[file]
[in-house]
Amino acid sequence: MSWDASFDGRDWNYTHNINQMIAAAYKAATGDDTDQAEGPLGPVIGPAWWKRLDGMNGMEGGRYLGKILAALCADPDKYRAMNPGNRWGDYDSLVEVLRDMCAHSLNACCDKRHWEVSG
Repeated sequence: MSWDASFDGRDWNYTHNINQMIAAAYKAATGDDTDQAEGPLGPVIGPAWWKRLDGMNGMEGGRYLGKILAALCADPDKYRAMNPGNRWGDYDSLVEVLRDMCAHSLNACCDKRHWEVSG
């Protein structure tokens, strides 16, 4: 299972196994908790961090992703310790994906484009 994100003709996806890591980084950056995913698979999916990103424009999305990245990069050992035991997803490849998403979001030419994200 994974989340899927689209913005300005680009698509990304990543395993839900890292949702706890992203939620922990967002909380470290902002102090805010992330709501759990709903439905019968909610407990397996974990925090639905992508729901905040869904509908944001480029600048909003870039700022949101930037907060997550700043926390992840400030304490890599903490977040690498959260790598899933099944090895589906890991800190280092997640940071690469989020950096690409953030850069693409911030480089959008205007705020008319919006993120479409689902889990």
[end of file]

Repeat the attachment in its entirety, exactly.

[in-house]
Amino acid sequence: MSWDASFDGRDWNYTHNINQMIAAAYKAATGDDTDQAEGPLGPVIGPAWWKRLDGMNGMEGGRYLGKILAALCADPDKYRAMNPGNRWGDYDSLVEVLRDMCAHSLNACCDKRHWEVSG
Repeated sequence: MSWDASFDGRDWNYTHNINQMIAAAYKAATGDDTDQAEGPLGPVIGPAWWKRLDGMNGMEGGRYLGKILAALCADPDKYRAMNPGNRWGDYDSLVEVLRDMCAHSLNACCDKRHWEVSG
């Protein structure tokens, strides 16, 4: 299972196994908790961090992703310790994906484009 994100003709996806890591980084950056995913698979999916990103424009999305990245990069050992035991997803490849998403979001030419994200 994974989340899927689209913005300005680009698509990304990543395993839900890292949702706890992203939620922990967002909380470290902002102090805010992330709501759990709903439905019968909610407990397996974990925090639905992508729901905040869904509908944001480029600048909003870039700022949101930037907060997550700043926390992840400030304490890599903490977040690498959260790598899933099944090895589906890991800190280092997640940071690469989020950096690409953030850069693409911030480089959008205007705020008319919006993120479409689902889990």